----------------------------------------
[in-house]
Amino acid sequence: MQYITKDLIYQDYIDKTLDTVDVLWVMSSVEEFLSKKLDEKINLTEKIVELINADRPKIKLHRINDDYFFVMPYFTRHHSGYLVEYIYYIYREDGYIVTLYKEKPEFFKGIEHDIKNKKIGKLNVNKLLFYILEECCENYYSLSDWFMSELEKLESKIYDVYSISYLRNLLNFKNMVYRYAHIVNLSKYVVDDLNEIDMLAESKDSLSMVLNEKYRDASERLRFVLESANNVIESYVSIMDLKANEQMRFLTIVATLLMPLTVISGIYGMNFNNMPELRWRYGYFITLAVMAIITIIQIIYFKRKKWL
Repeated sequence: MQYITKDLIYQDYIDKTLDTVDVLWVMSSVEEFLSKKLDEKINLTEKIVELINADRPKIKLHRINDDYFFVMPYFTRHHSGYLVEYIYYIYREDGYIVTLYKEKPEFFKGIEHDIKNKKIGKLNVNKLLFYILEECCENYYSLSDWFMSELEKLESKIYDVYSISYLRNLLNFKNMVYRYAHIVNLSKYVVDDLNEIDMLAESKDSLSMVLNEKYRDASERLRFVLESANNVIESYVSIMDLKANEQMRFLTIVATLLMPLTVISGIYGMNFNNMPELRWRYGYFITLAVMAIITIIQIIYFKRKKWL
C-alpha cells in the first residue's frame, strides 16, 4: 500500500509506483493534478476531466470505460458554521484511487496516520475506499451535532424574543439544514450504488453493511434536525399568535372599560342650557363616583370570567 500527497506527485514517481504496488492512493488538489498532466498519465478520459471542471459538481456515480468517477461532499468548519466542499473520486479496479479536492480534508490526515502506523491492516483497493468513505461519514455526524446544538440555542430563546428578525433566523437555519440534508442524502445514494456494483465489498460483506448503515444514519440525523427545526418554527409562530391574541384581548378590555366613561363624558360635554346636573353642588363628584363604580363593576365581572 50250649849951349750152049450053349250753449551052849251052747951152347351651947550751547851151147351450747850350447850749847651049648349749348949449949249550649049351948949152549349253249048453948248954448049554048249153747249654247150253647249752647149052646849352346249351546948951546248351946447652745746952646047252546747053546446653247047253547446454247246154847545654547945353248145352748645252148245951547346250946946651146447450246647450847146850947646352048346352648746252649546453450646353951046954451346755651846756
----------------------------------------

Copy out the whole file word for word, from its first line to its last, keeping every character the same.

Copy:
[in-house]
Amino acid sequence: MQYITKDLIYQDYIDKTLDTVDVLWVMSSVEEFLSKKLDEKINLTEKIVELINADRPKIKLHRINDDYFFVMPYFTRHHSGYLVEYIYYIYREDGYIVTLYKEKPEFFKGIEHDIKNKKIGKLNVNKLLFYILEECCENYYSLSDWFMSELEKLESKIYDVYSISYLRNLLNFKNMVYRYAHIVNLSKYVVDDLNEIDMLAESKDSLSMVLNEKYRDASERLRFVLESANNVIESYVSIMDLKANEQMRFLTIVATLLMPLTVISGIYGMNFNNMPELRWRYGYFITLAVMAIITIIQIIYFKRKKWL
Repeated sequence: MQYITKDLIYQDYIDKTLDTVDVLWVMSSVEEFLSKKLDEKINLTEKIVELINADRPKIKLHRINDDYFFVMPYFTRHHSGYLVEYIYYIYREDGYIVTLYKEKPEFFKGIEHDIKNKKIGKLNVNKLLFYILEECCENYYSLSDWFMSELEKLESKIYDVYSISYLRNLLNFKNMVYRYAHIVNLSKYVVDDLNEIDMLAESKDSLSMVLNEKYRDASERLRFVLESANNVIESYVSIMDLKANEQMRFLTIVATLLMPLTVISGIYGMNFNNMPELRWRYGYFITLAVMAIITIIQIIYFKRKKWL
C-alpha cells in the first residue's frame, strides 16, 4: 500500500509506483493534478476531466470505460458554521484511487496516520475506499451535532424574543439544514450504488453493511434536525399568535372599560342650557363616583370570567 500527497506527485514517481504496488492512493488538489498532466498519465478520459471542471459538481456515480468517477461532499468548519466542499473520486479496479479536492480534508490526515502506523491492516483497493468513505461519514455526524446544538440555542430563546428578525433566523437555519440534508442524502445514494456494483465489498460483506448503515444514519440525523427545526418554527409562530391574541384581548378590555366613561363624558360635554346636573353642588363628584363604580363593576365581572 50250649849951349750152049450053349250753449551052849251052747951152347351651947550751547851151147351450747850350447850749847651049648349749348949449949249550649049351948949152549349253249048453948248954448049554048249153747249654247150253647249752647149052646849352346249351546948951546248351946447652745746952646047252546747053546446653247047253547446454247246154847545654547945353248145352748645252148245951547346250946946651146447450246647450847146850947646352048346352648746252649546453450646353951046954451346755651846756